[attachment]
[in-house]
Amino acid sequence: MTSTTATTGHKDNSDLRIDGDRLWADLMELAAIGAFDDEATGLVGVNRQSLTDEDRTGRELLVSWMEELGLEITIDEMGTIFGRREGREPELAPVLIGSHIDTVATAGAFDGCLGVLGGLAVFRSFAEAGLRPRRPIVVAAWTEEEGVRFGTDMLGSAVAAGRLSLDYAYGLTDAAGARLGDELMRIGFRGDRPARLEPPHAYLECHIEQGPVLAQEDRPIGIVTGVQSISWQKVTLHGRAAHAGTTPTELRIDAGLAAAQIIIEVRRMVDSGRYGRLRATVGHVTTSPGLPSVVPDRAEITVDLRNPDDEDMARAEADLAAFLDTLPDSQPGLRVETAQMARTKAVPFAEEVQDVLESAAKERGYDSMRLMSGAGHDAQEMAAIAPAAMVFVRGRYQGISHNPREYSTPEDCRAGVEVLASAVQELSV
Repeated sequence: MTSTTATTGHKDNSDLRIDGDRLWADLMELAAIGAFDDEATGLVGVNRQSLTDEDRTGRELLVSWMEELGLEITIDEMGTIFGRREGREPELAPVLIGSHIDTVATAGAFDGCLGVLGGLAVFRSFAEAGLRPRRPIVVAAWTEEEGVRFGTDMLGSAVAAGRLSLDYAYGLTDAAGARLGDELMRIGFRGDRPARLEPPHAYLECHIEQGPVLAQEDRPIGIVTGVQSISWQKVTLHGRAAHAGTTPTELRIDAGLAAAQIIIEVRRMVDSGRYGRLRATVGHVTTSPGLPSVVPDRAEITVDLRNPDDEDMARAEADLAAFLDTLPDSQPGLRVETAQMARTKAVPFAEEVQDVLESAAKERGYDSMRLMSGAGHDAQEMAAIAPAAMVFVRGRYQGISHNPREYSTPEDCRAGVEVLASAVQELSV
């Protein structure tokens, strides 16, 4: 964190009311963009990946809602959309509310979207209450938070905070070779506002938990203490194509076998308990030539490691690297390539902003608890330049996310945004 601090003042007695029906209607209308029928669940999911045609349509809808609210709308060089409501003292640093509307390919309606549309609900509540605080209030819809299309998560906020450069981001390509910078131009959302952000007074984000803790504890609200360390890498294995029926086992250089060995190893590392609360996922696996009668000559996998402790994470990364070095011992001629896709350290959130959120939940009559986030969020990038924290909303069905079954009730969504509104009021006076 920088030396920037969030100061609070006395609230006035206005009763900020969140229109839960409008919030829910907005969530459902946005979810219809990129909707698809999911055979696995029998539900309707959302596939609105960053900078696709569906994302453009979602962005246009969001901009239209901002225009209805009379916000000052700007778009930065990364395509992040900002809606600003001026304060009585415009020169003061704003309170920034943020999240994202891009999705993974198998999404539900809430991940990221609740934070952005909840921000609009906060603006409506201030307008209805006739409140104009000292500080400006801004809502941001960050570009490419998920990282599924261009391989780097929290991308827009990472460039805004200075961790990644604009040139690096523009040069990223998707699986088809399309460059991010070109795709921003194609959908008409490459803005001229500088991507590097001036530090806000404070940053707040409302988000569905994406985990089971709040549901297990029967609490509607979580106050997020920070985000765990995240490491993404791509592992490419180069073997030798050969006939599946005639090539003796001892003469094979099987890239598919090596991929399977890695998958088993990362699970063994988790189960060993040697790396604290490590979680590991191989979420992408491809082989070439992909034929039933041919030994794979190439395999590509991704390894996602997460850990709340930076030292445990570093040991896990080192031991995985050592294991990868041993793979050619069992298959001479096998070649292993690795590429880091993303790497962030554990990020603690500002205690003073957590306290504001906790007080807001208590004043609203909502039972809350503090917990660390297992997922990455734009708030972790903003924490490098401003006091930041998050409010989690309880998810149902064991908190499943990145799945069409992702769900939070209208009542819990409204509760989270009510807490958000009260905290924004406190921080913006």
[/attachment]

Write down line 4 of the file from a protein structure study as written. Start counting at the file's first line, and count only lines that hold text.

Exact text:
């Protein structure tokens, strides 16, 4: 964190009311963009990946809602959309509310979207209450938070905070070779506002938990203490194509076998308990030539490691690297390539902003608890330049996310945004 601090003042007695029906209607209308029928669940999911045609349509809808609210709308060089409501003292640093509307390919309606549309609900509540605080209030819809299309998560906020450069981001390509910078131009959302952000007074984000803790504890609200360390890498294995029926086992250089060995190893590392609360996922696996009668000559996998402790994470990364070095011992001629896709350290959130959120939940009559986030969020990038924290909303069905079954009730969504509104009021006076 920088030396920037969030100061609070006395609230006035206005009763900020969140229109839960409008919030829910907005969530459902946005979810219809990129909707698809999911055979696995029998539900309707959302596939609105960053900078696709569906994302453009979602962005246009969001901009239209901002225009209805009379916000000052700007778009930065990364395509992040900002809606600003001026304060009585415009020169003061704003309170920034943020999240994202891009999705993974198998999404539900809430991940990221609740934070952005909840921000609009906060603006409506201030307008209805006739409140104009000292500080400006801004809502941001960050570009490419998920990282599924261009391989780097929290991308827009990472460039805004200075961790990644604009040139690096523009040069990223998707699986088809399309460059991010070109795709921003194609959908008409490459803005001229500088991507590097001036530090806000404070940053707040409302988000569905994406985990089971709040549901297990029967609490509607979580106050997020920070985000765990995240490491993404791509592992490419180069073997030798050969006939599946005639090539003796001892003469094979099987890239598919090596991929399977890695998958088993990362699970063994988790189960060993040697790396604290490590979680590991191989979420992408491809082989070439992909034929039933041919030994794979190439395999590509991704390894996602997460850990709340930076030292445990570093040991896990080192031991995985050592294991990868041993793979050619069992298959001479096998070649292993690795590429880091993303790497962030554990990020603690500002205690003073957590306290504001906790007080807001208590004043609203909502039972809350503090917990660390297992997922990455734009708030972790903003924490490098401003006091930041998050409010989690309880998810149902064991908190499943990145799945069409992702769900939070209208009542819990409204509760989270009510807490958000009260905290924004406190921080913006």